In 2010, the Women and Medical Technologies Project of Isha L’Isha, or Woman to Woman, released a study, “Depo Provera: A contraceptive method given via injection: A report on its prescription policy among women of the Ethiopian community in Israel.” They noted that while Ethiopian women made up 2% of the female population in Israel, of “the mentioned 4833 cases, 2759 (57%) were women of Ethiopian origin.”

The most recent `discovery’ occurred in December of last year, thanks to a documentary made by Sava Reuben, a woman of Ethiopian origin. Reuben has been in Israel since 1984. The `nation’ was shocked. Outcry ensued.

How is one to read this tale of racial, xenophobic, sexist violence against women … all under the sheltering sky of State health policy? In Namibia, South Africa and elsewhere, women have been forcibly sterilized because they were HIV-positive. In Namibia, the women took the State to court … and won: “Non negotiable: my body, my womb, my rights”. In India, Indira Gandhi’s government, in the mid-1970’s, launched a campaign of forced sterilization. It was `the Emergency.’

It’s always `the Emergency.’ From Namibia and South Africa to India to Israel and beyond, it’s always `the Emergency’ and women always pay. Emergency is the state of the modern State. This too is not new. In 1940, Walter Benjamin wrote: “The tradition of the oppressed teaches us that the ‘state of emergency’ in which we live is not the exception but the rule. We must attain to a conception of history that is in keeping with this insight.” Almost sixty years later, Giorgio Agamben commented on Benjamin’s insight: “Walter Benjamin’s diagnosis … has lost none of its relevance. And that is so not really or not only because power no longer has today any form of legitimization other than emergency, and because power everywhere and continuously refers and appeals to emergency as well as laboring secretly to produce it. (How could we not think that a system that can no longer function at all except on the basis of emergency would not also be interested in preserving such an emergency at any price?)”

None of this is new.

What is the price of a permanent State of emergency? Ask the Ethiopian women in Israel. They’ll tell you.

Dan Moshenberg dmoshenberg@gmail.com

Haunts: The women of Namibia say, “Rape is not NAMIBIAN”

We mean business, and we really are serious. We are just tired of being disempowered, being talked to like little children.”

In Namibia last week, Police Inspector General Sebastian Ndeitunga issued a ban on miniskirts. He warned women that too short and revealing clothes are not African. He acknowledged that in Namibia there’s something called a Constitution, but then went on to explain that “culture” trumps constitutional rights. He then warned that wearing clothes that are too revealing would lead to arrest.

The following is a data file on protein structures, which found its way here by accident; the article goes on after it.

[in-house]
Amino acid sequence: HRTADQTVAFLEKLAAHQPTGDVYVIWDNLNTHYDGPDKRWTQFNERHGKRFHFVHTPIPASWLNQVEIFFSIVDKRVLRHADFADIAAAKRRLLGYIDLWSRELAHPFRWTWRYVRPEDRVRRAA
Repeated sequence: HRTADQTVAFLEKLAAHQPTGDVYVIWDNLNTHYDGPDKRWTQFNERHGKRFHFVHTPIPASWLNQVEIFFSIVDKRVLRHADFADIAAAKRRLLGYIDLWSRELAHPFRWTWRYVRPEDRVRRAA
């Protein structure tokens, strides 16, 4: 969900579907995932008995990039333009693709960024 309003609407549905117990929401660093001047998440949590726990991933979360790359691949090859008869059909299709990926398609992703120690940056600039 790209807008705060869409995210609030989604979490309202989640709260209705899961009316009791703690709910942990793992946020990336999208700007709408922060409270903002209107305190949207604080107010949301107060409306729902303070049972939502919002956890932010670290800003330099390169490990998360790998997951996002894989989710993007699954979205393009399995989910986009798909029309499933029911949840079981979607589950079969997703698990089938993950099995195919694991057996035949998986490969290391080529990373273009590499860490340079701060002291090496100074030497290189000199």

The Namibia Press Agency reports that 40 women were arrested, over the festive season, for wearing “hot-pants.” The women were held in custody overnight and then released to their parents, with lectures on public indecency. As the Police Inspector explained, “I don’t want to prescribe how people should wear, even if it’s new fashion style, it should be within our tradition.”

While women have been threatened with arrest for wearing miniskirts, it has been noted that no men have been threatened with arrest for wearing sagging pants. Apparently `culture’ and `tradition’ only `protect’ women.

Not surprisingly, the women rejected the ban, and even more its political context, vociferously and boisterously. Women’s organizations filed protests. Women, and men, wrote in opposition. Women and men organized public demonstrations. Finally, the Inspector General claimed, predictably, that he had been misquoted. The actual arrests of women in hot pants can’t be brushed away quite so conveniently.

Namibian women understand “culture” and “tradition” and know that assaults on their clothing are never what they seem. Banning the miniskirt, of course, is itself a long and often violent tradition. Edith Head banned the miniskirt from the Academy Awards. (Somewhere Seth MacFarlane is singing, “We saw your knees”, and it’s still not funny.) At various times, the governments of Swaziland, Russia, and the Democratic Republic of Congo have outlawed or come close to outlawing miniskirts. In recent years, women wearing miniskirts have been attacked because of their attire in Zimbabwe, Malawi, and South Africa.

In each case, the women rose, organized, and attacked, because in each case, the women understood that the attack on their clothes was an attack on their bodies and themselves.

In the recent past, Namibian women have been organizing, working at the unfinished business of creating national and local democracy. Herero and Nama women have been organizing for the rights and realities of indigenous populations as they have organized to increase the presence and power and expand the rights of Herero and Nama women. Namibian women farmers have been organizing and developing sustainable agriculture political economies. And Namibian women, who were forcibly sterilized, without their consent, have been organizing, organizing, organizing, and gaining ground.